The Americano is one of the most popular drinks in America, and it has its origins during World War 2. You’ll want to make sure you know how much water to add when making an espresso shot because the amount varies depending on your taste preference for coffee strength.
The Ristretto is a short coffee shot made using half the water but with the same amount of coffee. Due to it being pulled in first part extraction, this concentrated espresso has more flavor than regular shots.
Lungos are made using the same amount of coffee but doubling the time to pull it so that the finished product will be larger and have an even weaker taste. It’s not as satisfying for those seeking their caffeine fix because they don’t get enough bang in one shot; instead, there is just more distance on content with each sip you take.
A frappe is a coffee-based drink with ice and milk foam made from powdered instant coffee or espresso. Not only does the cold motion of blending create an icy, slushy texture that feels great in your mouth on humid days, but it also makes for a refreshing taste sensation when you’re craving something sweet!
I’ll tell you what’s the perfect dessert for summer – a cold, caffeinated Ice Cream Coffee Float. With it being hotter than hot outside and all, I don’t know about you, but my taste buds are craving some cool sweetness! There is nothing like that combination of flavors to really satisfy your sweet tooth while delivering an energy boost at the same time.
(Caffè Marocchino) is a coffee drink created in Alessandria, Italy. It’s served in a small glass and consists of espresso (sometimes with ristretto), cocoa powder, and milk froth. Thick hot chocolate can be substituted for the traditional recipe as well if you’re looking to make your version more decadent! The name “Marocchino” comes from its color–as marroccinos were light brown leathers used during the 1930s.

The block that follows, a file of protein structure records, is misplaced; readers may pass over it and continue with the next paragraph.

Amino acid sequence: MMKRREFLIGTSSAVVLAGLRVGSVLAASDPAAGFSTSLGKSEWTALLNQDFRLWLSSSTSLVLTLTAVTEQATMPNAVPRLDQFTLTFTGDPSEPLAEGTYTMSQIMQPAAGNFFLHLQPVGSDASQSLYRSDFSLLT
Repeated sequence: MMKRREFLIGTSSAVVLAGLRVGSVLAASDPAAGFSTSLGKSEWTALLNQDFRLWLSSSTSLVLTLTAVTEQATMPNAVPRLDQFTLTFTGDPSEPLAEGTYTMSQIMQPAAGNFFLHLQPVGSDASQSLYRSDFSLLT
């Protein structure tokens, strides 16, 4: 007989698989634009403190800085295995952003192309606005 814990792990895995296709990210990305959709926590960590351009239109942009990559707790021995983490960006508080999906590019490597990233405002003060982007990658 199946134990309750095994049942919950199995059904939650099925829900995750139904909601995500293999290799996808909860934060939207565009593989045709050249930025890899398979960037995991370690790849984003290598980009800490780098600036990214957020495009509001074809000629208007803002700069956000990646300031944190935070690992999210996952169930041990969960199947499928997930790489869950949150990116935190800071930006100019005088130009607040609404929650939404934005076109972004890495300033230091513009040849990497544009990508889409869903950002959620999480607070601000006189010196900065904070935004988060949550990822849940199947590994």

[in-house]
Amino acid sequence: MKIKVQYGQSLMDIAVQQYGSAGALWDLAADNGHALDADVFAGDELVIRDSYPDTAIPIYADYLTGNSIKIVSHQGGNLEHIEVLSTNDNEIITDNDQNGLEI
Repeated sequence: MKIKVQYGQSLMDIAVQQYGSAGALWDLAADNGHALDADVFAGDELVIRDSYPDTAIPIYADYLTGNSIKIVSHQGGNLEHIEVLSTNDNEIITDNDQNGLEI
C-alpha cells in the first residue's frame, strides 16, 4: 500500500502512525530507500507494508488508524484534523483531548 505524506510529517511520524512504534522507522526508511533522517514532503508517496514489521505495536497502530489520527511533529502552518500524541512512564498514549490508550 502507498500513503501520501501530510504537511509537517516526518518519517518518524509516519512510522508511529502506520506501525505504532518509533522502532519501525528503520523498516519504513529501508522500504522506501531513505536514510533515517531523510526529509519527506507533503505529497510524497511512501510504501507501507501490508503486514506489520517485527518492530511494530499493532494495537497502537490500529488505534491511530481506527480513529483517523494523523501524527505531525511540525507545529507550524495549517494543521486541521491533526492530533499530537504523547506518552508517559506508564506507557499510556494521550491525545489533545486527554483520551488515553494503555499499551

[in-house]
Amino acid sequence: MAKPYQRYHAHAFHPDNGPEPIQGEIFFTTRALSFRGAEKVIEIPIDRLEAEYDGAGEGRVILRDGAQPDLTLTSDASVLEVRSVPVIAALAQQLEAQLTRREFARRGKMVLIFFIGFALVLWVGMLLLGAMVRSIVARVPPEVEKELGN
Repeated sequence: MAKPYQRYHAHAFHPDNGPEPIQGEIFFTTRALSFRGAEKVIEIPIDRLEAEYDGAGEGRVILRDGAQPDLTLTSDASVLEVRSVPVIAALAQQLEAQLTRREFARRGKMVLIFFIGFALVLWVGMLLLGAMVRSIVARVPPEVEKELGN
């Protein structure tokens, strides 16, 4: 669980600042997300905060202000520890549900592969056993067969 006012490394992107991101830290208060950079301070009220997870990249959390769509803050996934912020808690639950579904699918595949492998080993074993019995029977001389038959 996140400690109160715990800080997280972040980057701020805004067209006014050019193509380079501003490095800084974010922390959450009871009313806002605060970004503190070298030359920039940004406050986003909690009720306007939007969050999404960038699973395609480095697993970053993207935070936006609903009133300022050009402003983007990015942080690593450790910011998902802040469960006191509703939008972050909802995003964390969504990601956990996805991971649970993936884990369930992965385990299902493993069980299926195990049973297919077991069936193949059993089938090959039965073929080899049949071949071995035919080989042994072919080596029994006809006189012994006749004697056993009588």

Created initially as an American version of a latte, the breve is now known for being short and concise. The name comes from its abbreviation: “brev.” This coffee drink is made using espresso with half milk or cream – depending on your preference.
Some people believe that this beverage was first introduced at Starbucks in 2009; others argue it has been around since 2004 when Seattle’s Best Coffee began offering them to customers during breakfast hours only. Regardless of accuracy, one thing remains true about these drinks: they are loved by many!
Vienna Coffee is a delicious, creamy coffee that doesn’t need sugar or milk. To make it, you add two espresso shots and mix in whipped cream until the cup is full; then top with chocolate sprinkles if desired!
Coffee Drinks For Over 21 Drinkers
Irish Coffee is a drink that consists of coffee mixed with whiskey, sugar, and cream. The recipe for this tasty concoction was first made in the 1940s by Joe Sheridan at Foynes Airport near Limerick on an international flight from New York to Shannon Ireland, when he ran out of wine due to Prohibition laws.